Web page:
Chaldean servants who were at their peak. It could also be the other Jewish boys who did not have the scruples of Daniel. In that case, the comparison would be made with others who, like themselves, were being honed to perfection, but were not yet ready to stand before the king.
The test that Daniel proposes reveals the magnitude of his faith, even though he was young. A person in the grip of fear and doubt would not suggest such a procedure. He knew that honoring God could not result in inferiority – not even in this world. Young Joseph refused to dishonor God by caving in to the lustful cries of Potipher’s wife (Gen 39:9). But this did not make him subaltern or inferior in anyway. Faith never pushes men lower, but rather raises them higher. It does not produce or make people inadequate, but imparts to them an adequacy that brings glory to God.
A Challenging Thought
What value is faith, if it produces no difference? No change? Nothing for the true betterment of the individual? If those who have faith are no different than others, and often even inferior to them, what point is there to it? Much of the religion of our day has produced no moral or spiritual change in its constituents. The same sins that are prominent in the world are often found within the professed church. Its leaders have moral failures like political and business leaders of this world. All of this is a blotch upon the name of the Lord. If the queen of Sheba will rise in the judgment to condemn those who stood aloof from wisdom superior to that of Solomon, why will not Daniel, Hananiah, Mishael, and Azariah, rise in judgment against those who wore Christ’s name, yet fell into all of manner of immorality?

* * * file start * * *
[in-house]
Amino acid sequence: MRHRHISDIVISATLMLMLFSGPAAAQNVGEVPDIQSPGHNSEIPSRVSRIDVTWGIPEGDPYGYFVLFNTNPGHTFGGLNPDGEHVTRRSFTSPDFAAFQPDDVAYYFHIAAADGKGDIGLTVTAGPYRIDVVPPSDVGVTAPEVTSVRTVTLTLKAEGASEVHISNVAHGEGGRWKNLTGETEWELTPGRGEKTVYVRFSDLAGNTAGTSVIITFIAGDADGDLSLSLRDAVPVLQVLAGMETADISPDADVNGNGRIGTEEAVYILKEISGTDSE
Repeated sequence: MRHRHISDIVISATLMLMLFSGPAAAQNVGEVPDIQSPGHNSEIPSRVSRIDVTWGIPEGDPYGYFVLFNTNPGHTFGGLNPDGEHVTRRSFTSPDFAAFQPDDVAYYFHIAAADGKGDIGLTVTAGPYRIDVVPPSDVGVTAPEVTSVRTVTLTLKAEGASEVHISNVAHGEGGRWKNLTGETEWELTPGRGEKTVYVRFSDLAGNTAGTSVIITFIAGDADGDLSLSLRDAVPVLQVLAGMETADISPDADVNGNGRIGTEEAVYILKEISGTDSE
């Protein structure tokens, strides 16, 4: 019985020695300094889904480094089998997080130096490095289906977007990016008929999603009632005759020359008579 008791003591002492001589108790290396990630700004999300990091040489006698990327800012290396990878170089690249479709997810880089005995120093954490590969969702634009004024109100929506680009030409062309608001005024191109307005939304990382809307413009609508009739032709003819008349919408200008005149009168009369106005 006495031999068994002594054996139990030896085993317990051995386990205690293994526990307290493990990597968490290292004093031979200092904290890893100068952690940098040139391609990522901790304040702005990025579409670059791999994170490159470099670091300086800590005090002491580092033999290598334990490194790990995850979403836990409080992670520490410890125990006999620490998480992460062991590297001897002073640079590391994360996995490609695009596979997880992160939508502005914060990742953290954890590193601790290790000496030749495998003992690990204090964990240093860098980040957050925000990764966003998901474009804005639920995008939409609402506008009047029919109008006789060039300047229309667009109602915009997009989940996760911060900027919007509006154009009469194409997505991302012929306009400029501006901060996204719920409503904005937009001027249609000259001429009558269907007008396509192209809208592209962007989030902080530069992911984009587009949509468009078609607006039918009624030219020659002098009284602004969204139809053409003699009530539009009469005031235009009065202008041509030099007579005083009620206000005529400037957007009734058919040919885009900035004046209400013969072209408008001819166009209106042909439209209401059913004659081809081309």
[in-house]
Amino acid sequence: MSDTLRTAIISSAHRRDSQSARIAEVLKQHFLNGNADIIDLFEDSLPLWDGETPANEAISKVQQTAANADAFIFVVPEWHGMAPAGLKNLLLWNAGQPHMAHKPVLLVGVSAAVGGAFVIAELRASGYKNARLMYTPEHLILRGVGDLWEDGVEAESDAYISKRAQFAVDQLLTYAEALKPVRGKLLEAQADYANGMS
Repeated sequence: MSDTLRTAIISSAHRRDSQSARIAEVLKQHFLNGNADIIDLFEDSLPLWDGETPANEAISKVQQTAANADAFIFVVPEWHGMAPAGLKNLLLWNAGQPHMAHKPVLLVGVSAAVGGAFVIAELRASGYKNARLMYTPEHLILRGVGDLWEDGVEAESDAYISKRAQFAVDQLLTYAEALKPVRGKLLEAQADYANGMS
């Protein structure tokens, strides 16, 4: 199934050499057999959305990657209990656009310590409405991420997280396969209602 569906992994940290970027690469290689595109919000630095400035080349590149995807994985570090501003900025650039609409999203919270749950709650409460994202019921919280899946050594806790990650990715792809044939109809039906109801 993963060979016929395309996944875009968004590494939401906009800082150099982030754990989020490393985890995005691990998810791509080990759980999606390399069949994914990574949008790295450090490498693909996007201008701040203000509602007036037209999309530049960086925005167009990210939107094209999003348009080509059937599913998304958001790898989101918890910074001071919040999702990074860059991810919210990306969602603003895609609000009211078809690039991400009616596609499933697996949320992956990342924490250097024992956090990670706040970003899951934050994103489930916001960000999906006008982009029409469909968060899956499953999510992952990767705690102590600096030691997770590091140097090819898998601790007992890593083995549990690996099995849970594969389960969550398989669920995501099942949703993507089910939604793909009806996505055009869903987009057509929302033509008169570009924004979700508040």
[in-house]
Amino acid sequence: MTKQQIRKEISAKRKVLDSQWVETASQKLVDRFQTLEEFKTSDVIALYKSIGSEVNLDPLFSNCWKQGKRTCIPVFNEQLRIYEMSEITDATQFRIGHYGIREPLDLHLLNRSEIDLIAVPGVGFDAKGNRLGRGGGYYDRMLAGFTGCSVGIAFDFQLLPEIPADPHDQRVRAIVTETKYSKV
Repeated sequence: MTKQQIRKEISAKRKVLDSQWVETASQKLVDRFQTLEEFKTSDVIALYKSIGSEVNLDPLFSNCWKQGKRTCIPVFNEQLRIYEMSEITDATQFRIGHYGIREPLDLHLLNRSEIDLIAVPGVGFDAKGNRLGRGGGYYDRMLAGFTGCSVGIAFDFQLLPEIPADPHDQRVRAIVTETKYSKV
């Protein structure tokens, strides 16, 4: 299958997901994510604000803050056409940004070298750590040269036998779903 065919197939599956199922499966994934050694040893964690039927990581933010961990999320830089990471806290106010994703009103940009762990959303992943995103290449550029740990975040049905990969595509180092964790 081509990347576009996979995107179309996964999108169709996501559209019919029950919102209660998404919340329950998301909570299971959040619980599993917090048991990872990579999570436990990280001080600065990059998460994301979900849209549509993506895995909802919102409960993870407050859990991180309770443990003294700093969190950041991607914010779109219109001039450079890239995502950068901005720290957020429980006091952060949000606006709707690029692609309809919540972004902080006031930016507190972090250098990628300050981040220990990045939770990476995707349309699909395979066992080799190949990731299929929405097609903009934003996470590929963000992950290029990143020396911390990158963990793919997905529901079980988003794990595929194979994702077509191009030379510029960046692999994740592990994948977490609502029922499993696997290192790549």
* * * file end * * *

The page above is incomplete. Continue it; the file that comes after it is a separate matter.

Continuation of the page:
We have a situation before us where people are settling for creeds that do not change men. They embrace movements that do not transform, and positions that lack moral power. Consequently, a whole new theology has arisen that seeks to justify the fact that professed Christians are no different than those who deny His name and reject His salvation. I hear people fairly shouting out, “We are sinners like everyone else – except that we are forgiven ones.” Or, “I am just a sinner saved by grace.” “God loves us just the way we are.” Or, “The Lord accepts us just the way we are.” There are a host of trite little sayings like these that not only lack substance, they are a total misrepresentation of the effectiveness of faith.
After all, the grace of God, which brings salvation, has not only appeared to “all men,” but is “Teaching us that, denying ungodliness and